Romit Shah - Lehman Brothers

Okay, great. And just a follow-up on the convert, Gordon, can you just explain how the math works now that the stock is above the conversion price. What's the dilution to the share count as the stock theoretically move higher?

Gordon W. Parnell - Vice President, Chief Financial Officer

Well, as it moves above the strike price, first of all, you have to remember that this is an instrument that is settled in cash and is treasury waiting for... beyond that. So, it is the same treasury we think that is evident in EPS calculations related to our issue and stock options. We will continue to give the Street guidance on this, as we move forward to at least keep you in tune with what we see in terms of that dilution. If you have any modeling, as you go forward, you can see some of the impact obviously moving above the $34 and change conversion price. Obviously, we don't know where the stock price is going to land. Hence, we've given some level of a range in our guidance in the... in looking forward area of our press release.

Romit Shah - Lehman Brothers

If we assume like a $40 stock price, would that add about 4, 5 million shares?

Gordon W. Parnell - Vice President, Chief Financial Officer

Not as high as that, I have to go, do the math offline. But I don't think it will take it up quite that high.

Romit Shah - Lehman Brothers

Okay, alright.

Steve Sanghi - President, Chief Executive Officer and Chairman

The share count, it goes up [ph] very, very slowly. This is unlike a regular five year convert type where once it moves above the strike price, essentially you start looking at as converted and all the shares go back in. This is a 30 year convert, where the investor is having no right to ever put the stock back to us. So, it really accretes very, very slowly at the denominator [ph].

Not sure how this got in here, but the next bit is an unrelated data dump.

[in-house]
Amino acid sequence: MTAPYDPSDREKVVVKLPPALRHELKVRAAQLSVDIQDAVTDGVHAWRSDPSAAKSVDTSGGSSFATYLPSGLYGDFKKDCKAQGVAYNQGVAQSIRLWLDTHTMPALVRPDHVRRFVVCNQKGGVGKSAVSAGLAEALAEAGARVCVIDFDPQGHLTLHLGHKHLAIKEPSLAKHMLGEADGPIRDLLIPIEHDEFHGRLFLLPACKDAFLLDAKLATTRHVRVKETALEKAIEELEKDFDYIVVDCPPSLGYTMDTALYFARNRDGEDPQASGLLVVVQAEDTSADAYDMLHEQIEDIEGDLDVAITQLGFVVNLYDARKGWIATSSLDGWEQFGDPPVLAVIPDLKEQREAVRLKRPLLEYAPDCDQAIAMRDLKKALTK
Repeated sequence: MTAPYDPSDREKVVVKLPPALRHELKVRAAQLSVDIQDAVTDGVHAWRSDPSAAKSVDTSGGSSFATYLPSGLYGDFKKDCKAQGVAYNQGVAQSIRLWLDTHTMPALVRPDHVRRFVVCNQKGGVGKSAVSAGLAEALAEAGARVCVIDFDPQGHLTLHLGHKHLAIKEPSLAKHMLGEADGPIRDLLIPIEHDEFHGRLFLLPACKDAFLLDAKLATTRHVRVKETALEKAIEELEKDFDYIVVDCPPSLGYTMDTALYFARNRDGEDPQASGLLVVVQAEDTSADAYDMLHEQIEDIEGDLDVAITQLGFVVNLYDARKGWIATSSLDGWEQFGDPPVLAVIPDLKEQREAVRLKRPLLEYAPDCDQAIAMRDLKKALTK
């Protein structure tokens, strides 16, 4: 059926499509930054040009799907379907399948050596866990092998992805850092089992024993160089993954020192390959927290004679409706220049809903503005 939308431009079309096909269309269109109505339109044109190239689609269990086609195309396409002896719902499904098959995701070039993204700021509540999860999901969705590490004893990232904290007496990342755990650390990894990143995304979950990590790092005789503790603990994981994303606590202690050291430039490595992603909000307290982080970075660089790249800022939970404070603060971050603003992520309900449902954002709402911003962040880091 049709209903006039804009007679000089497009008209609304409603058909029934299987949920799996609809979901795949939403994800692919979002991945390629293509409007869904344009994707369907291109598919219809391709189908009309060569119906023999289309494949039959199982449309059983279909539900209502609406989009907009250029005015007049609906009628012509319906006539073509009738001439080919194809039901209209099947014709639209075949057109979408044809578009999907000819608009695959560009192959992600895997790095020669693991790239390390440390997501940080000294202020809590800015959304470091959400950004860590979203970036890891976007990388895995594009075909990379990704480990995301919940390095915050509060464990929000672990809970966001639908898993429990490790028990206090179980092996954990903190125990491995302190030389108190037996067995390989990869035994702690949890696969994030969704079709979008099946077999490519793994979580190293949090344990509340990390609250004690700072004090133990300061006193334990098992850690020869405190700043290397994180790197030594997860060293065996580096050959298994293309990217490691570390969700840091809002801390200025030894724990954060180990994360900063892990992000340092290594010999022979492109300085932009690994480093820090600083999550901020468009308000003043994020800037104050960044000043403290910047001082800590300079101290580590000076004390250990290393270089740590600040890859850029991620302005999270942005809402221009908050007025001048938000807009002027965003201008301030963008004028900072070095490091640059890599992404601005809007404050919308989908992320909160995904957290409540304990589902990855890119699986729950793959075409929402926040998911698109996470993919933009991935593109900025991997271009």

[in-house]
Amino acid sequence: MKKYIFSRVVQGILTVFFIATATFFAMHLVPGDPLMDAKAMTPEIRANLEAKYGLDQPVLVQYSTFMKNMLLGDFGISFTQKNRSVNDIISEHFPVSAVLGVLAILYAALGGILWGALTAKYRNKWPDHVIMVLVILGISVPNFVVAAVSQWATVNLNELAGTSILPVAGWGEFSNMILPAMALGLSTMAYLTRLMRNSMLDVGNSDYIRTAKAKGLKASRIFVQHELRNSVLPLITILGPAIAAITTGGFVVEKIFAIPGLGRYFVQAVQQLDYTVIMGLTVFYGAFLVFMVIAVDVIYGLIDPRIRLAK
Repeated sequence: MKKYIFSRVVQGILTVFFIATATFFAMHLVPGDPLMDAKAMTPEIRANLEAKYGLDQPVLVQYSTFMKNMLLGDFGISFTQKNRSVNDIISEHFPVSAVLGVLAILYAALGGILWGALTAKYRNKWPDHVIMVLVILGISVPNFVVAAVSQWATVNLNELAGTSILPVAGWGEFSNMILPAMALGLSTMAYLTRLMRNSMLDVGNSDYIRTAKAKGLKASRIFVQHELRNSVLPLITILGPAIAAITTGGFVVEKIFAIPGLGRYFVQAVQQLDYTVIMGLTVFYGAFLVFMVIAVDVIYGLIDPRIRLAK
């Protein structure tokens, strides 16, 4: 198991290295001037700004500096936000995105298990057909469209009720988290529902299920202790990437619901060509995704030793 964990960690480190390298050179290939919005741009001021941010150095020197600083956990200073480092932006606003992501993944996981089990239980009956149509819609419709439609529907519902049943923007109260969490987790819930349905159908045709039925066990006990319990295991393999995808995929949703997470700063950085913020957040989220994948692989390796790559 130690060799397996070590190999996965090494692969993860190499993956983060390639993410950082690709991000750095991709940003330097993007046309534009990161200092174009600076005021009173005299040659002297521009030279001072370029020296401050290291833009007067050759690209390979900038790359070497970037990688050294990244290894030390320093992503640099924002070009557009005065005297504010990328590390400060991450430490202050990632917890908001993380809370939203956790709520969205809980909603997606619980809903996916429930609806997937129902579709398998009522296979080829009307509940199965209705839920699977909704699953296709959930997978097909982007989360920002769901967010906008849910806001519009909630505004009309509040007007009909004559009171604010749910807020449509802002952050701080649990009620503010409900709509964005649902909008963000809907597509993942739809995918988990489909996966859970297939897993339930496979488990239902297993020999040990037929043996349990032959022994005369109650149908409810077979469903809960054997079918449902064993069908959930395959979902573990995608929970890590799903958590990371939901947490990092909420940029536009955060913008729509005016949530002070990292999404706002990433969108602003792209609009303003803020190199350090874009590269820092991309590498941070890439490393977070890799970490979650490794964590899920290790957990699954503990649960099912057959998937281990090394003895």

Romit Shah - Lehman Brothers

Okay. Thank you.

Steve Sanghi - President, Chief Executive Officer and Chairman

Yes.

Operator

We go next to Chris Danely with J.P. Morgan.

Christopher Danely - J.P. Morgan

Thanks guys. Hey, Steve, you gave a nice breakout of what you expect the relative growth rates from your different product lines through this quarter. Can you just talk what you would expect in terms of the product lines for the fiscal year in terms of relative growth rates?

Steve Sanghi - President, Chief Executive Officer and Chairman

The fiscal year past or fiscal year coming?

Christopher Danely - J.P. Morgan

The one we are coming up on.

Steve Sanghi - President, Chief Executive Officer and Chairman

I don't have that long-term guidance. We don't really ever give one year guidance, and to break it out by further product line, I can't. I would just venture to get that 16-bit will continue to do the kind of sequential growth we just talked about. And then you can model it your self. Analog is doing also quite strong, has legs on it, and that also could continue to do the kind of growth we talked about.

Christopher Danely - J.P. Morgan

Okay. And it is my follow-up. Can you just compare in contrast the linearity of the March quarter versus the June quarter?

Steve Sanghi - President, Chief Executive Officer and Chairman

March and June quarters are

Christopher Danely - J.P. Morgan

So How are the bookings in March? Were they stronger at the end or beginning, and then how much of the June quarter is going to be done during the month of June, is it very back-end loaded?

Steve Sanghi - President, Chief Executive Officer and Chairman

Well there was... March quarter bookings at the end were very strong. March bookings were absolutely very, very strong. April bookings were even stronger heading for an all-time record for the first month of the quarter. June quarter is fairly a normal quarter where we have Chinese New Year in the middle, it is another Europe shutdown like August. It doesn't have a Christmas or Thanks Giving. So, this is the most normal quarter anyway.

Gordon W. Parnell - Vice President, Chief Financial Officer

Yes, yes, it's okay. So, March linearity... the month of March was a higher component of linearity based on the Lunar New Year. June is pretty much marched on the week.